Our cover story this week is about dairy farming in New Mexico, and its economic impact in the state.
Dairy plays crucial role in NM economy

The goats are super cute.

Our cover story this week is about dairy farming in New Mexico, and its economic impact in the state.

It’s nothing to scoff at.

New Mexico State University reports that dairy has a $2.2 billion direct economic impact in the state, and a $4.2 billion indirect impact. Meanwhile, Sandia National Laboratories reports that it has a $4.8 billion economic impact.

There are lots of dairy farms throughout New Mexico. We focused on cheese producers. New Mexico makes 7.4% of all U.S. cheese, according to NMSU.

The state is investing money into the New Mexico Cheesemaker Incubator to help cheesemakers improve their skills, and provide them with resources to grow their businesses. That incubator could also serve as a way for cheesemakers to network within the industry. There are also plans for some sort of community space for cheese to age. Such places would require significant investment from a small farmer.

One of the reasons we focused on the industry is because, at least for me, it can be overlooked when you live and work in Albuquerque, New Mexico’s most populous city. However, just on the outskirts of town are farmers raising goats in Corrales and cows in Bosque Farms.

According to NMSU, dairy farming makes up nearly 7% of the states gross domestic product and supports about 7,000 direct jobs and nearly 18,000 indirect jobs.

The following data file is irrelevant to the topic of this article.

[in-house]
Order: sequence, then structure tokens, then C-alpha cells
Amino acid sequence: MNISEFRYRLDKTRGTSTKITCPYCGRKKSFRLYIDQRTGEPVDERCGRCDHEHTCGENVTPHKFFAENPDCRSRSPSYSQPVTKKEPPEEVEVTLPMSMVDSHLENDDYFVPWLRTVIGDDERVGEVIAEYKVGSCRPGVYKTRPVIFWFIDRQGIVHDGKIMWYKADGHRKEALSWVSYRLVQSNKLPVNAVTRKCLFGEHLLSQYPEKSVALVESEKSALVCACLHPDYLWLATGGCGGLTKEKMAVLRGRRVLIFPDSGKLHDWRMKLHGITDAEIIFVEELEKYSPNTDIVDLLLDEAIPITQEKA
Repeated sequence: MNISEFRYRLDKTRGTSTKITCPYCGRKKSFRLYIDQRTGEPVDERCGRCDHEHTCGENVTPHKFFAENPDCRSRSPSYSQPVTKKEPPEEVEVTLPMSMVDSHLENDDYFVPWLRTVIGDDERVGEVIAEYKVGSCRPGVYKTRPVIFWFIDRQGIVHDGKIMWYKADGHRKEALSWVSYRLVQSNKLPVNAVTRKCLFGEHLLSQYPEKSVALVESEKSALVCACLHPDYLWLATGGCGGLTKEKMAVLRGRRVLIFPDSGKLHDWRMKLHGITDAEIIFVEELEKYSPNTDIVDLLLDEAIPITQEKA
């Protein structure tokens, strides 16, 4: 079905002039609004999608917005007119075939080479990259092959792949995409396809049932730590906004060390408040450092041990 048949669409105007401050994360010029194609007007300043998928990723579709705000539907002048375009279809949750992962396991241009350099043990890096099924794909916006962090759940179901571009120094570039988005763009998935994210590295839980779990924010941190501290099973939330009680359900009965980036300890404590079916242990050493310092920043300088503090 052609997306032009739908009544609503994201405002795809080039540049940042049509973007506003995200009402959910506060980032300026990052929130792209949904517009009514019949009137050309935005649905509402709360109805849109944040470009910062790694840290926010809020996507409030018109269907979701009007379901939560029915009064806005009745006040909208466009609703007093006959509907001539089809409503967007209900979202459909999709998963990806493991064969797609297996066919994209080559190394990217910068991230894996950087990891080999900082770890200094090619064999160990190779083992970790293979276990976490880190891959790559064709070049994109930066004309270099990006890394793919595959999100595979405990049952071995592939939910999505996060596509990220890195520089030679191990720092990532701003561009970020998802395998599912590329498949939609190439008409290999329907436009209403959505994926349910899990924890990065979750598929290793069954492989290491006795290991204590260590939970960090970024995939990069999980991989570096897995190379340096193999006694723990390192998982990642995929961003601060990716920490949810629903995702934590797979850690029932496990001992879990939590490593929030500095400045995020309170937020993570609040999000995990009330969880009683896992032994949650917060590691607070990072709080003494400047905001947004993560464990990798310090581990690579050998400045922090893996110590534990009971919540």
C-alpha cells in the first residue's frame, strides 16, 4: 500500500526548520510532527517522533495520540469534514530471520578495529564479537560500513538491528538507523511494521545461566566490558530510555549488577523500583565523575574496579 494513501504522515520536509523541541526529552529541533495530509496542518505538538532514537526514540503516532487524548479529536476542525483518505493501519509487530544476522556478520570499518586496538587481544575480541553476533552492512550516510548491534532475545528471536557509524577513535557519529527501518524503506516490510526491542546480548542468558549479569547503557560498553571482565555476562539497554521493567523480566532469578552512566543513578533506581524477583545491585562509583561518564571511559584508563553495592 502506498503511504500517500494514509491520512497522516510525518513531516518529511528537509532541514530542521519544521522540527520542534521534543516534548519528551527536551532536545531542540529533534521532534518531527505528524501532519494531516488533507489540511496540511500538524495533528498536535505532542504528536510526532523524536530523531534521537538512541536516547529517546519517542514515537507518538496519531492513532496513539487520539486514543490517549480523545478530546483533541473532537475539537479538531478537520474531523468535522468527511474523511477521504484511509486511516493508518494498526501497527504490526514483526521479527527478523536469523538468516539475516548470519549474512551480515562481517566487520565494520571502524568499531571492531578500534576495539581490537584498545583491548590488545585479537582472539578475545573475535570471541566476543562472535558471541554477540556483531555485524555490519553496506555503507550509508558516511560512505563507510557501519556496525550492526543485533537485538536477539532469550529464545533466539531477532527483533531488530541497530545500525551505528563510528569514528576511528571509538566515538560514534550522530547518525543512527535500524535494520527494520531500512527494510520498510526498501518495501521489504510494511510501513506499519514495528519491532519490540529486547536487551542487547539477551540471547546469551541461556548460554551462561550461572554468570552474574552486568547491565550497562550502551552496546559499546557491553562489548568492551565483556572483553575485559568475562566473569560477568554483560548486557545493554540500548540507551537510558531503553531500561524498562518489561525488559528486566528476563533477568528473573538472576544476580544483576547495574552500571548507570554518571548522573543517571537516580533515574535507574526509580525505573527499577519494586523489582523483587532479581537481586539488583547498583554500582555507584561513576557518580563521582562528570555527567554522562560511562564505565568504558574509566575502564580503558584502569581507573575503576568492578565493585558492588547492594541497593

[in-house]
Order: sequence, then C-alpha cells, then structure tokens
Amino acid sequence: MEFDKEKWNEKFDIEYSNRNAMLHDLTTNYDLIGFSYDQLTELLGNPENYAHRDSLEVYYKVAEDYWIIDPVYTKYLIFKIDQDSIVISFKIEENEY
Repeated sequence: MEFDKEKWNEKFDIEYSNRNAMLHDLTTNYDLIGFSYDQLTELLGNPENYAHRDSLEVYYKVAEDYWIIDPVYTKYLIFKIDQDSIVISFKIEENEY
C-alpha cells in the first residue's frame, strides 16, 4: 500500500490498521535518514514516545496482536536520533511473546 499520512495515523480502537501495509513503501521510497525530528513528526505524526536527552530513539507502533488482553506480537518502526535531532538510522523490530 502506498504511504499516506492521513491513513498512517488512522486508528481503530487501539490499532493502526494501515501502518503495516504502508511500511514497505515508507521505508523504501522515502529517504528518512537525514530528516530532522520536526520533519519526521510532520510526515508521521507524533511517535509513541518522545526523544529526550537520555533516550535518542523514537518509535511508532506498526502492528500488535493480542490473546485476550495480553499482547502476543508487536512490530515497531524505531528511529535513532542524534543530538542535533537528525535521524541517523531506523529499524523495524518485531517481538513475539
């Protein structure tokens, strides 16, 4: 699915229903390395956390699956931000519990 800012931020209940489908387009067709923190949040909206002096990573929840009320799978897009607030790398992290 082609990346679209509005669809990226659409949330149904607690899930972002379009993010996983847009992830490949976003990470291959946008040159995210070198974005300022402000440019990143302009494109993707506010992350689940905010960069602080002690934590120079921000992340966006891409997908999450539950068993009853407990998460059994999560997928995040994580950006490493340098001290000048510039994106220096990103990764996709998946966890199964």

One of the sources we talked to in the story was Amanda Brown, who herds goats and owns Brown’s Micro-Creamery. She runs that creamery with the help of 15 Nubian goats. We also talked to Erica De Smet, who has a small drove of cows in Bosque Farms. She only milks her cows once a day so they can spend more time with their calves.

We also talked to the New Mexico Cheese Guild, who works to support the industry. They said they are focused on assisting the small-scale farmers.

“We’re trying to support local small scale, like less than 100 head, but even smaller than that, almost like backyard farmsteads where people have five or six goats or cows and they want to just produce enough cheese and milk products for their family, maybe their friends, maybe go down to the local growers market,” said Lissa Knudsen, the president of the board of the guild.

Knudsen said smaller farms, while also producing local food and growing the economy, are also better for the environment.

She said that New Mexico is taking a different approach to producing food.

I found it fascinating that dairy farmers, including Brown and her 15 cute goats in Corrales, come together to create an economic engine that leads to billions of dollars and tens of thousands of jobs.

I’ve got to try that cheese.

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Look also

Western United Dairies CEO Anja Raudabaugh talks about why it is important for the dairy industry to not let down its guard and take this action.

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